Taittriyaka Upanishad audiobook
First Valli or the chapter on Siksha (pronounciation)
Taittriyaka Upanishad by Unknown
(*) Your listen progress will be continuously saved. Just bookmark and come back to this page and continue where you left off.
Dont forget to share if you like it.
The word Upanishad (upa-ni-shad) consists of, "Upa" means "near;" "ni" means "down;" "shad" means "to sit." Thus, Upanishad is to sit down near the teacher to discuss, learn, practice, and experience. There are some 200 or more Upanishads. Some are lost and are only known about because of being referenced in other Upanishads.
Most of the Upanishads were kept secret for centuries, only passed on to others orally in the form of Shloka (a category of verse line developed from the Vedic Anustubh meter).
Taittiriya is a Sanskrit word that means "from Tittiri". The root of this name has been interpreted in two ways: "from Vedic sage Tittiri" or a collection of verses from mythical students who became Tittiris (birds, partridges) in order to gain knowledge.
This Upanishad is divided into three sections called Vallis: Siksha (Pronunciation /Instruction) Valli , Ananda (bliss of Brahman) Valli , and Bhrigu (son of Varuna, the god of all water elements) Valli.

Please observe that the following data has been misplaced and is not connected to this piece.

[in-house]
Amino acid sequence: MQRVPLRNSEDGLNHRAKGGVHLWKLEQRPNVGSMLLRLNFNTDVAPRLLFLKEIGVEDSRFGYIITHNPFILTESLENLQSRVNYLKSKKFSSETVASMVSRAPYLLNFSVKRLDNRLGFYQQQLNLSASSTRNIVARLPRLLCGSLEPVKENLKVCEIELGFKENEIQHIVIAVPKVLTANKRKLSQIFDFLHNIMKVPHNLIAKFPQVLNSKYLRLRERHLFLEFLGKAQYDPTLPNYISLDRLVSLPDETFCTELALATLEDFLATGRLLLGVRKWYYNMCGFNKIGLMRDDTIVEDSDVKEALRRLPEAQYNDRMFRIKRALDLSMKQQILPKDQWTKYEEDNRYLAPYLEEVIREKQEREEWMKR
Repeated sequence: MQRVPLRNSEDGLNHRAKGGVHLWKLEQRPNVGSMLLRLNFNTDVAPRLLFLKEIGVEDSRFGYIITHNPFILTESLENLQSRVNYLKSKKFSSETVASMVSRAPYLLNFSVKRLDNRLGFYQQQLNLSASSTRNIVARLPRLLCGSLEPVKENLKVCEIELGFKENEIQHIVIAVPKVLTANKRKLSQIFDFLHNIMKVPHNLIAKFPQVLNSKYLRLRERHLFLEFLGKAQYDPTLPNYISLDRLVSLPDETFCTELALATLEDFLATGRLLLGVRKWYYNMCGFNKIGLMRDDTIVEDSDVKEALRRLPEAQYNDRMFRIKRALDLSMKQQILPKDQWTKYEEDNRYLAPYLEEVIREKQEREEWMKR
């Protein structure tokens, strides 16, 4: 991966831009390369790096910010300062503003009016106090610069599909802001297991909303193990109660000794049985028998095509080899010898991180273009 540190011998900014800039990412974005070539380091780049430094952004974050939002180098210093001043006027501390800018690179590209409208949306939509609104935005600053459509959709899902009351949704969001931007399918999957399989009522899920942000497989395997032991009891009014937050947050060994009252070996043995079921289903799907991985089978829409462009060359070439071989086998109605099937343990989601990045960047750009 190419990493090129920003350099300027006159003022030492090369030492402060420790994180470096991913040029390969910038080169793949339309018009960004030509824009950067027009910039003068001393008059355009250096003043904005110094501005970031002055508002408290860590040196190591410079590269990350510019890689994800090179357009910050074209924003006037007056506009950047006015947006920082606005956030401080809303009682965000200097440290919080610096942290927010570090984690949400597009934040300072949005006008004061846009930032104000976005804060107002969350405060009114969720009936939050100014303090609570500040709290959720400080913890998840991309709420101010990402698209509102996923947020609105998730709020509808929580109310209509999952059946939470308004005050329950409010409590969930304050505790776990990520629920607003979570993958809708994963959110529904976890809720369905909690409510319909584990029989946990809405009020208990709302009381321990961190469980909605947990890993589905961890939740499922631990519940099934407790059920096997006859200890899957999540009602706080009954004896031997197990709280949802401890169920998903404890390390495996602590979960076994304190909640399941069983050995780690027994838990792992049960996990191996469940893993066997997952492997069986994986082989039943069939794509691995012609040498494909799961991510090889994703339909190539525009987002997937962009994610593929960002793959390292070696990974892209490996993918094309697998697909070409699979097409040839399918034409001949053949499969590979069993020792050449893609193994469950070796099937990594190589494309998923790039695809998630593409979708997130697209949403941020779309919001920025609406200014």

The chronology of Taittriyaka Upanishad is unclear; it is ancient and generally placed around 1st half of 1st millennium BCE.
The 11 principal Upanishads to which Sankara appeals in his great commentary on the Vedanta-Surtras are: Chandogya, Talavakara or Kena, Aitareya, Kaushitaki, Vajasaneyi or Isha, Katha, Mundaka, Taittirtiyaka or Taittiriya, Brihadaranyaka, Svetasvatara, and Prasna. They are also called the 11 classical Upanishads or the fundamental Upanishads of the Vedanta Philosophy. Apart from these, Maitrayana-Brahmana-Upanishad is also considered as an important Upanishad.
The Upanishadic literature is not a religious scripture and is free from dogma and doctrines. It is not a part of any religion but is a philosophy for all times and for all. German philosopher Arthur Schopenhauer, impressed by the Upanishads, called the texts "the production of the highest human wisdom". Summary by Jothi